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How to Use "Upwords" to Increase Response

by Michel Fortin

I once took a media communications course in which I discovered an interesting example of the way the mind works. As part of a given lesson, a videotape was shown of a televised newscast during which a journalist was about to give a live report on a forest fire that was devastating the mid-west. The news anchor in the television newsroom said: "We now take you to Sally Smith -- she's in the station's helicopter flying above the scene of the fire."

He then turned around to face the background screen, which gave a live bird's-eye view of the raging fire, and asked: "Sally, tell us, how big is the fire?" In a voice partially drowned by the whizzing sound of helicopter blades, Sally reports: "John, it's so big, it's covering well over 140 acres of land -- that's about 200 football fields back-to-back for you and me."

You Ought to Be in Pictures
As you can sense from the above example, people don't think in numbers -- they think in pictures. The mind does not think in words either -- unless it is told to do exactly that. The mind is a simple organ and it hates confusion. It will naturally translate words or phrases into their visual equivalent. For instance, if I told you to think of a garbage can, you're not going to think "G-A-R-B-A-G-E." Your mind will automatically visualize some sort of garbage can.

Why do you think Microsoft Windows and the MacIntosh computer dominate the marketplace in operating systems? It is because, rather than having to type an elaborate command for your computer to execute, you can simply use your mouse, point to an icon, and click. These icons basically represent programs. They contain a string of numerous commands that are in fact translated into a language the computer understands. Our mind works in almost the same way. It instantly translates what it's being told into something it can easily understand.

What I call UPWORDS are effective in any conversation, sales call, or written message in that they simply help the message to be better understood and appreciated. Mark Twain once said that "numbers don't stick in the mind, pictures do." In fact, the word "upwords" is actually an acronym that stands for universal picture words or relatively descriptive sentences. Upwords are examples, analogies, metaphors, symbols, picture words, colloquialisms, and so on.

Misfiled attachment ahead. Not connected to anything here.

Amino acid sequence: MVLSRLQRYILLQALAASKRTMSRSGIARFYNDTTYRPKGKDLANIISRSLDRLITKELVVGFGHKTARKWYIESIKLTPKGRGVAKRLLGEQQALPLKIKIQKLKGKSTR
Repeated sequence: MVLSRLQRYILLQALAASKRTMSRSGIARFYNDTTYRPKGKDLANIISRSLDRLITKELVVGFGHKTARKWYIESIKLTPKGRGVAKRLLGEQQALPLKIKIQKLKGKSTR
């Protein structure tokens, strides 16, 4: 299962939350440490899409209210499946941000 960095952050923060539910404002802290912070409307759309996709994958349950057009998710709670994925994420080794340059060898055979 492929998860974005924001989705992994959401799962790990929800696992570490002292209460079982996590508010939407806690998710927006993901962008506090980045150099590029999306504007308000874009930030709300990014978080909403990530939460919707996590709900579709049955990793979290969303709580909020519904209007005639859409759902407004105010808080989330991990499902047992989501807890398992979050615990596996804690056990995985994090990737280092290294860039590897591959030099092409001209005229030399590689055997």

Use "Upwords" to Move Upwards
For example, a challenge among cosmetic surgeons is the fact that people will call for a quote over the phone when obviously the doctor needs to see the patient beforehand. Since cosmetic surgery is an uncommon process, doctors will often use the more common dental work as an analogy -- unlike surgery, most people have had their teeth done at some point in their lives. So, they'll say: "Like a dentist, I can not give an estimate over the phone without any x-rays of your teeth or the knowledge of how many cavities you actually have."

Beauticians usually face the same problem. Since many customers tend to shop around for these types of services, and since beauty is a subjective thing, then making a decision based on price alone can be detrimental to both the consumer and the business. So, using art as an analogy, beauticians will say: "A makeover is a makeover just like a painting is a painting, but there's quite a difference between a Rembrandt and a preschooler's fingerpainting."

If you're a computer programmer trying to sell your services to the plant manager of a farm equipment manufacturer, and in your presentation you provide complex technical data in abstract computer technolese, you will obviously do very poorly. You must therefore mold your message in a way that it can be easily understood by farmers or plant workers.

We all come from different backgrounds. Our education, experiences, and environment help to condition our thinking. Therefore, use analogies, metaphors, and picture words in your presentation that will make your message easier to understand by the other's personal set of circumstances. As Jack Trout once said, "A word is worth a thousand pictures."

[This article has been condensed in great part from "101 Power Positioning Tips For Turning Your Business Into a Powerful Magnet." See  http://SuccessDoctor.com/power.htm.]

About the Author
Michel Fortin is a consultant dedicated to helping businesses turn into powerful magnets. Visit http://SuccessDoctor.com to receive a free copy of his book, "The 10 Commandments of Power Positioning." He is also the editor of the "Internet Marketing Chronicles" ezine delivered weekly to 90,000 subscribers -- subscribe free at http://SuccessDoctor.com/IMC/.


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